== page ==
The annual gift tax exclusion doesn’t count against the federal gift tax exemption of $13.61 million for individuals or $27.22 million for married couples in 2024.6

  4. 4
    Consider Available Tax Benefits When Choosing Which Assets to Donate from Your Investment Portfolio

    You can donate securities to qualified charitable organizations, and your tax benefits will depend, in part, on whether these securities have appreciated or depreciated in value relative to their purchase price.

     

    For instance, if securities have appreciated since purchase and have unrealized capital gains, donating the securities themselves would allow individuals to take a deduction in the year they make the donation and avoid paying capital gains tax on the appreciation.

     

    In contrast, if they donate securities which have unrealized capital losses, individuals could potentially miss an opportunity to realize those losses and subsequently offset realized capital gains. Therefore, in the case that you’re considering the donation of securities with embedded losses, it may be prudent to sell the securities first to realize the losses, and then donate the proceeds of the sale to a qualified charity for an additional federal income tax deduction.

     

    Note that donating securities that you have owned for more than a year can allow you to take a larger deduction than donating securities that have been held for one year or less.7

  5. 5
    Use Charitable Remainder Annuity Trusts (CRATs)

    You may consider certain charitable planning strategies that benefit from a higher interest rate environment, such as Charitable Remainder Annuity Trusts (CRATs). With a CRAT, you as the grantor would create and fund an irrevocable trust and receive an income tax charitable deduction for the year the trust is funded. The CRAT subsequently distributes a stated annual annuity amount – in other words, an annual income stream – to you, your spouse or other non-charitable beneficiaries. The annuity amount is typically a stated percentage of the trust’s value at the time the trust is funded, which must be at least 5%, but no more than 50%. At the end of the term of the trust, the remainder of the assets are distributed to the charity or charities indicated within the trust agreement. When the trust is created, the present value of the charities' remainder interest must be at least 10% of the value of the trust.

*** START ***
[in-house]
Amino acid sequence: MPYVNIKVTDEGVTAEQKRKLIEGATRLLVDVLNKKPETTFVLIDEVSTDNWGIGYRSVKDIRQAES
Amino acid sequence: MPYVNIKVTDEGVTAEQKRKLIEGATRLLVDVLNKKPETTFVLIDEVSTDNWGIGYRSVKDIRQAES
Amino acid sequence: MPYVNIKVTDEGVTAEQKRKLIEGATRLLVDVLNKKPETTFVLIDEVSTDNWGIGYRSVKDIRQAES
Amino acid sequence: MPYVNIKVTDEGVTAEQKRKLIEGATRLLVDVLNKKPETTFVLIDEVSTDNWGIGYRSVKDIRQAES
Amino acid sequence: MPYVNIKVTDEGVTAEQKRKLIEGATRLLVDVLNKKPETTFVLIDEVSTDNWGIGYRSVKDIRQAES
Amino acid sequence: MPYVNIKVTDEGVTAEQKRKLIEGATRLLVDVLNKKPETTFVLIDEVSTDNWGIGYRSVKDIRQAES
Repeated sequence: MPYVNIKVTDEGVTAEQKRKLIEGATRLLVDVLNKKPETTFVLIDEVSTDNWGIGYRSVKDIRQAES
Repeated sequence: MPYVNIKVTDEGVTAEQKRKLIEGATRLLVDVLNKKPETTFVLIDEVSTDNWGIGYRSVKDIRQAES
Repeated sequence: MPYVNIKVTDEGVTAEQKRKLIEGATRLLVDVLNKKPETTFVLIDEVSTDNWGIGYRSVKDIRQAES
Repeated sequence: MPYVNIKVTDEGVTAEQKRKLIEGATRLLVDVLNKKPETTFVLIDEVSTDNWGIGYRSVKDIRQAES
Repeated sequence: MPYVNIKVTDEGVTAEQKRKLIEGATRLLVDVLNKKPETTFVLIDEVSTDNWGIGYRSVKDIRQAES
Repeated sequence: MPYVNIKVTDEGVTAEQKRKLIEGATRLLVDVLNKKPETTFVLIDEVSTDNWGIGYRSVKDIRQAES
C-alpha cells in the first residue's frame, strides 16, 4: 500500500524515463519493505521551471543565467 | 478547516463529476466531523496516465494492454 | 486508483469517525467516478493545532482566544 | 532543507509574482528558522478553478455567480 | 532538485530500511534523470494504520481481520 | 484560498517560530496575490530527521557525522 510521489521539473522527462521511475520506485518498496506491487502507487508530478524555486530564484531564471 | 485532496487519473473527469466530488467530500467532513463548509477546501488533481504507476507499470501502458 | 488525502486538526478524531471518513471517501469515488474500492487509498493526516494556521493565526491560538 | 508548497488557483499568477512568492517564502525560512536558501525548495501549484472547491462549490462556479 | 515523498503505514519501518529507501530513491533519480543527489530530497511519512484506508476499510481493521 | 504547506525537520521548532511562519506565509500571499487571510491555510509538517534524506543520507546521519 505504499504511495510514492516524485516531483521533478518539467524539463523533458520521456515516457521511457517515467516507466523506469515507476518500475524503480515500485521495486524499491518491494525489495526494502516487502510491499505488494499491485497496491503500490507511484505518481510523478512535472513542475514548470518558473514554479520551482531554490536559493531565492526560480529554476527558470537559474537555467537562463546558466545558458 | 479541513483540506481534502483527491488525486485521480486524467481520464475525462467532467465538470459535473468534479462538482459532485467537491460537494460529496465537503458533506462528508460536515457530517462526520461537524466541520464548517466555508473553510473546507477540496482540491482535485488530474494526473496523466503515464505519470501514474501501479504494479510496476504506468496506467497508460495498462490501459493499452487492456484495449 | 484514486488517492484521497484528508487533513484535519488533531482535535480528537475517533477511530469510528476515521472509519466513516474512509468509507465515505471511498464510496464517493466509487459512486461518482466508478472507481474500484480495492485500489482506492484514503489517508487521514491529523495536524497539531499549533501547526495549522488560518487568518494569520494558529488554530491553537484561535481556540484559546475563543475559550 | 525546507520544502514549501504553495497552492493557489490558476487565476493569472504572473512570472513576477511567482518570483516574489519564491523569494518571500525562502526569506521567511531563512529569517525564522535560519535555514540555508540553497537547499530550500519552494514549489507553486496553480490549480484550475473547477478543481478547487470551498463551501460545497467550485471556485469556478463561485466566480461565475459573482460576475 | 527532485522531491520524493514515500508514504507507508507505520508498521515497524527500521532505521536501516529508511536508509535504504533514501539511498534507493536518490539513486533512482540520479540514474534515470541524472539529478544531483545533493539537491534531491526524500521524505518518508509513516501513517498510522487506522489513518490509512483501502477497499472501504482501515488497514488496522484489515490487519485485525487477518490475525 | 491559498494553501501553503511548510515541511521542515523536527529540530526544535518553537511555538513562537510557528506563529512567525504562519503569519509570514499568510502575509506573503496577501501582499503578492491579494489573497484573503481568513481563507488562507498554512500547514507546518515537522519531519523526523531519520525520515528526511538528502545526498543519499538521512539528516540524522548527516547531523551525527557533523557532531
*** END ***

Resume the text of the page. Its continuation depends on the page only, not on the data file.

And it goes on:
The recent run up in interest rates may make this strategy more effective, , in part because higher interest rates mean that trusts with higher annuity payments to the non-charitable beneficiaries can satisfy the 10% remainder test. Speak with your tax advisor to see if this strategy makes sense for you, because such trusts are irrevocably, meaning once put in place you cannot reverse them.

Help Deepen the Impact of Your Giving

If you have complex tax planning needs, your Morgan Stanley Financial Advisor can connect you to experienced tax professionals (depending on your needs) at leading U.S.-based providers across the country to assist.

 

In addition, through Morgan Stanley Total Tax 365, Morgan Stanley Financial Advisors can assist with the implementation of strategies to help you deepen the impact of your giving and potentially reduce the impact of taxes, all year round.. Talk to your Morgan Stanley Financial Advisor to learn more.